Innovators West makes harmonic dampers for street and racing vehicles and provides specialty services, such as custom designed dampers for special applications, ring gear lightning, and REM polishing. Owner of Innovators West and Waddle's Manufacturing, Brad Waddle, incorporated his passion for racing into his machining business in 1995 when he purchased Innovators West.
Waddle's businesses were featured in Manufacturing News magazine. In the article, he explains why he chose to replace his fleet of machining equipment with Hurco machines. Currently, Waddle has 6 Hurco CNC machine tools: a mill turn TMX8MYS, 2 TM12 slant-bed lathes, 2 VM10 machining centers, and a VMX64 machining center. Click here to read the article.
"The Hurco control makes it easy to get the part from my head to the control.”
Shane Sievers, Lead Machinist, Dreyer & Reinbold Racing, Indianapolis, USA
In racing, there are millions of things that happen before the driver even gets in the car that make a race team more competitive. As Dreyer & Reinbold Racing geared up for the 2011 season, they looked to their machine shop for a competitive edge. The Hurco 5-axis VMX42SR and mill-turn TMX8MYS were installed at their 35,000 square foot facility in Indianapolis in March of 2011.
“We never know what’s coming next....which is a lot like a job shop environment,” says Shane Sievers, the lead machinist at DRR. Sievers started machining back in the days of punch tape and has run numerous brands of CNC machines. He had always run G-code until Hurco.
“I truly love these machines. Being able to program at the machine is my favorite thing. With the VMX42SR, I can do 5-axis [5-sided] work without having to use the CAM system or G-code. Transform Plane is the feature that makes it easy,” says Sievers.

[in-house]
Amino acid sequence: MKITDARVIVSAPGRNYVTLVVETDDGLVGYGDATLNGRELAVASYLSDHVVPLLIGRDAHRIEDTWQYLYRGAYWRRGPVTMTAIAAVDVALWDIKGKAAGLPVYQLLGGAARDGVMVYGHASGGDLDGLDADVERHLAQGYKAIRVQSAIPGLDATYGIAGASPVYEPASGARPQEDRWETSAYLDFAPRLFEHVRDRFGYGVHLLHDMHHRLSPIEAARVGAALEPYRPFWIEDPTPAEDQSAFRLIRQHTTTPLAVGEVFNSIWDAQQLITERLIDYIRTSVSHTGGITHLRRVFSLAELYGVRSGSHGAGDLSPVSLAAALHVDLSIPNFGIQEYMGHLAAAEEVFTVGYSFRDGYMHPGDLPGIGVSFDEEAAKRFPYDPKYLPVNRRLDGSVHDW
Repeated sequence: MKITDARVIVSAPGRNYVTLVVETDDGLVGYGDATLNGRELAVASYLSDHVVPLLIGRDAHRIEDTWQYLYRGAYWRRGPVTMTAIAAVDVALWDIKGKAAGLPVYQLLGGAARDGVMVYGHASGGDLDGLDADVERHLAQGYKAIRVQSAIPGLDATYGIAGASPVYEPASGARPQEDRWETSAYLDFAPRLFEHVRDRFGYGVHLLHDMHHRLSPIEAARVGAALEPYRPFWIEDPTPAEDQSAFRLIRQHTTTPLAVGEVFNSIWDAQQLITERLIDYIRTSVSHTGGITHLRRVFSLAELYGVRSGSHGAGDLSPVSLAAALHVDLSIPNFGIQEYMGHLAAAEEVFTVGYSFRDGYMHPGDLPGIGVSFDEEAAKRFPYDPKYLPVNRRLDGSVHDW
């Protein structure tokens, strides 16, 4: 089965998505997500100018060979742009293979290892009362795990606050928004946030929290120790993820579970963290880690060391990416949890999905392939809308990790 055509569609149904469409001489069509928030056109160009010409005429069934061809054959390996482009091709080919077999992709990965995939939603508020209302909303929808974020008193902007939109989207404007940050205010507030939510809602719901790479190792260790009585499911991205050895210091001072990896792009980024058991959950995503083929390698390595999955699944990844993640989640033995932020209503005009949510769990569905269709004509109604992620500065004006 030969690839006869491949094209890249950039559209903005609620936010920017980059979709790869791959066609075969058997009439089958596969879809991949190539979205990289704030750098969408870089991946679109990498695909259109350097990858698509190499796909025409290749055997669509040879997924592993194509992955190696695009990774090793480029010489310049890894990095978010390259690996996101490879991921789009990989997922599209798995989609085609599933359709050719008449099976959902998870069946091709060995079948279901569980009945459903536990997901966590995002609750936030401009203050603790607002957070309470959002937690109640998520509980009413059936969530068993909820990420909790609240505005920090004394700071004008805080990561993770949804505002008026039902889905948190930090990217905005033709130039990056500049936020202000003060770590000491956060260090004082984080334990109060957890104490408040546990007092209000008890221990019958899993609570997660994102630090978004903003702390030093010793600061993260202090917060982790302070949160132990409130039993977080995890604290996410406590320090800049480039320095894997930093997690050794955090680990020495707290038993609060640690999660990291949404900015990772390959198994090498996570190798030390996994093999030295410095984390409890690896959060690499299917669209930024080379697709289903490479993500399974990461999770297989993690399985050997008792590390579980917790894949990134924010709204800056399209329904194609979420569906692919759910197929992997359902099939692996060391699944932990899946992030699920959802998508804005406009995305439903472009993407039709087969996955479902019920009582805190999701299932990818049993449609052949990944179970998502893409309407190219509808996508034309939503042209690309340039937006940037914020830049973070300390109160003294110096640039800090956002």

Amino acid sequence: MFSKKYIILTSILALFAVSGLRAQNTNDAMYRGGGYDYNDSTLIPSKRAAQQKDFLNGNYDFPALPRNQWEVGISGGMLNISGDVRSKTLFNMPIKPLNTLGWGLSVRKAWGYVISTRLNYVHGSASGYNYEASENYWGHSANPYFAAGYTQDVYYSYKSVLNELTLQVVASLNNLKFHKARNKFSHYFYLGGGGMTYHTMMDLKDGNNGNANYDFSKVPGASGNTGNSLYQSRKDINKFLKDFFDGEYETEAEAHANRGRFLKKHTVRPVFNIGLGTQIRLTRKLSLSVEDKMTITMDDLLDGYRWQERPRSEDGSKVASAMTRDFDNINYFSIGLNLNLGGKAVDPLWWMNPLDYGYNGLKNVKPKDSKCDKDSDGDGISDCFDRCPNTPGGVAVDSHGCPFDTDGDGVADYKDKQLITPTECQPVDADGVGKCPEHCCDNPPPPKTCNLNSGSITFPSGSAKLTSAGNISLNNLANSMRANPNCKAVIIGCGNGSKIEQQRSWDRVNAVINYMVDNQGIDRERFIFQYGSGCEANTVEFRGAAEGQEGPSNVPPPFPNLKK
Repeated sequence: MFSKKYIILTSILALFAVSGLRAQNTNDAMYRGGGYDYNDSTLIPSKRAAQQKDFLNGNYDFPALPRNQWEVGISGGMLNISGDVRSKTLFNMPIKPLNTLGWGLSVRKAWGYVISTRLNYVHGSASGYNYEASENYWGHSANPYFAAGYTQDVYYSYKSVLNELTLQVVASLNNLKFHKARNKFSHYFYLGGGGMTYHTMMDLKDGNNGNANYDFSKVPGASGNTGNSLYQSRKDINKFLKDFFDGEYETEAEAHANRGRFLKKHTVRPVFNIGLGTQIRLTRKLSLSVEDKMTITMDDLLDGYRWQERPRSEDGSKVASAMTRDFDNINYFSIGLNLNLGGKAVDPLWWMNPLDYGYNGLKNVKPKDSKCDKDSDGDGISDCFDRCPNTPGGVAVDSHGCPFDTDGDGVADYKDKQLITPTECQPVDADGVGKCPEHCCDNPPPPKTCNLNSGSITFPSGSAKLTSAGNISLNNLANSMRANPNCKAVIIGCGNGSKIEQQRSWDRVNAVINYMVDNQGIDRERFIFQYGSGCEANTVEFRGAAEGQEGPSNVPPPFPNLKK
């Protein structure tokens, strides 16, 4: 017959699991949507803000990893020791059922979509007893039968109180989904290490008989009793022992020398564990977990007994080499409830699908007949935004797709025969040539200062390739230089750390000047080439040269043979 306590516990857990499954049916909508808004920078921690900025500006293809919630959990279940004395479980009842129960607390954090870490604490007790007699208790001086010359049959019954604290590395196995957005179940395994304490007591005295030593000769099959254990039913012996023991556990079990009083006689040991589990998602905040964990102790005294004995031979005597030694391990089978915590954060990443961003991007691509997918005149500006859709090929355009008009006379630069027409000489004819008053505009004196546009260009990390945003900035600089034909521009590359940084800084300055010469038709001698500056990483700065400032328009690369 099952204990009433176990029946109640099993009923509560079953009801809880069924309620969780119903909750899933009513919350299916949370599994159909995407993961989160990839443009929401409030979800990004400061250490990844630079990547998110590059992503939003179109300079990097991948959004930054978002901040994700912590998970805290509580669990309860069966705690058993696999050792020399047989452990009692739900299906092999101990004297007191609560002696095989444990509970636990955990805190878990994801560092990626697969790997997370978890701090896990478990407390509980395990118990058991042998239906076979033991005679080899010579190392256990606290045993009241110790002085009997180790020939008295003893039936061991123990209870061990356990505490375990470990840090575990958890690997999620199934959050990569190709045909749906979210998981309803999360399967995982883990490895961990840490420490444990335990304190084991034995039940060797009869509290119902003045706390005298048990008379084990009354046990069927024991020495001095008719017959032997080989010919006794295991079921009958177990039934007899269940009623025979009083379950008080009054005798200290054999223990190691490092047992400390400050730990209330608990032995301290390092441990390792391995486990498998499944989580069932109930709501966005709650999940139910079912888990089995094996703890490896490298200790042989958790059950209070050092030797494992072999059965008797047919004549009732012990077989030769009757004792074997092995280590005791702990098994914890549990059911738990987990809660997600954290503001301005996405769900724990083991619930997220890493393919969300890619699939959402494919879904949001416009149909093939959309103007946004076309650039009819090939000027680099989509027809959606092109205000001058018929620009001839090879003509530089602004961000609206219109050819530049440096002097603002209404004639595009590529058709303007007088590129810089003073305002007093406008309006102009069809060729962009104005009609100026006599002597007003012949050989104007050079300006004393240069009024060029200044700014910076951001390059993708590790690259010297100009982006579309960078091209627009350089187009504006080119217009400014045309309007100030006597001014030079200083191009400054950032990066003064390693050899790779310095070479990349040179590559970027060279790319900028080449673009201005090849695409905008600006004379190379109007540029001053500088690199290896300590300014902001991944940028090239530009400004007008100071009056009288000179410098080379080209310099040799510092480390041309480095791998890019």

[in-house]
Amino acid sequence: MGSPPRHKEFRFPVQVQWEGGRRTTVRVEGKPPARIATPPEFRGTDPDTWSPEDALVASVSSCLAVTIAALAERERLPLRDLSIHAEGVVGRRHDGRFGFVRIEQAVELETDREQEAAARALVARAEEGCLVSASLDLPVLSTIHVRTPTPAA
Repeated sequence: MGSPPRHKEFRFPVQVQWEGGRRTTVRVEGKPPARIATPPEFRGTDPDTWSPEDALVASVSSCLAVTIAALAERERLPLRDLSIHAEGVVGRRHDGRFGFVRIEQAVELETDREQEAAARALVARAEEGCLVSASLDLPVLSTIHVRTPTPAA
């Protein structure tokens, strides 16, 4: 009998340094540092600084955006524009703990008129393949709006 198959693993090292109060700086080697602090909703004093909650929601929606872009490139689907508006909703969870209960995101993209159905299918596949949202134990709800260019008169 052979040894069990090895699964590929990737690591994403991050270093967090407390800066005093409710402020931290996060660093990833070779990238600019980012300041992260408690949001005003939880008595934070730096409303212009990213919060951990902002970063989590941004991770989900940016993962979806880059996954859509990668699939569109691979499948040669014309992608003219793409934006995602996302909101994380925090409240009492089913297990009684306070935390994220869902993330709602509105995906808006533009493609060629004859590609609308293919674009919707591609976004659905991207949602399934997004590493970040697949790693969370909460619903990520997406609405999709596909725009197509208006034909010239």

Another reason the Hurco CNC machines are perfect for the race team’s shop is the ability to minimize setup time. “50 parts is a big run for us so it’s important to have a machine that reduces setup time,” says Sievers. The 5-sided process on the VMX42SR, Sievers eliminates three setups on just one part, which saves him at least 30 minutes per part.
“In a lot of ways, we’re like a prototype shop. I’ll get a call when the team is on the race track and they’ll say they need a new part tomorrow morning. Sometimes I have a print. Sometimes I sketch it out on a piece of paper. The Hurco control makes it easy to get the part from my head to the control. That’s what I love about being a machinist for an IndyCar team. No day is ever the same. And our Hurcos are made to handle that kind of quick turnaround and the need for constant flexibility.” Even though Sievers says he loves both the VMX42SR and TMX8MYS, he does have a favorite that he thinks might surprise some people.
“If they made me choose, I would choose the TMX8MYS lathe with live tooling. This last software upgrade has been a game changer on the lathe. The verification graphics are phenomenal and the control just makes everything so easy.“
There are a number of purpose-built 5-axis / 5-sided machining centre designs on the market, including types with a rotary table and either a trunnion support or a swivelling B-axis head to provide the fifth CNC axis. A number of companies including Hurco supply such machines, but neither configuration suited Brunswick Tooling, Brighouse, a manufacturer of reamers and special cutting tools, both solid carbide and indexable-insert.
Bowtech Products was established 22 years ago as an importer of products used for underwater applications, but now designs and manufactures its own equipment. Exports currently account for two-thirds of turnover, which has helped to double the size of the business over the last five years and was one of the reasons for the company winning the Subsea UK Global Export Award 2012, sponsored by Scottish Enterprise.
Manufacture of components has historically been subcontracted but is gradually being brought in-house to control costs and quality as well as to shorten lead times from weeks to days. Two CNC lathes and a machining centre from Hurco underpin this activity at Bowtech's production facility on the Kirkhill Industrial Estate in Dyce, near Aberdeen airport.
Over the past few years, there has been a significant increase in research and development activity at medical device manufacturing facilities around Galway, while the same area in the west of Ireland has also seen a surge in the growth of companies in the biosciences field.
Galway-based subcontract machinist, Dawnlough, which specialises in manufacturing components for the medical industry, has bought equipment to the value of £1.5 million since 2005 to expand its design, production and inspection capabilities. The purchases include eight vertical machining centres (VMCs) and a driven-tool lathe from Hurco, supplied through local sales representative in Ireland, Michael Gannon.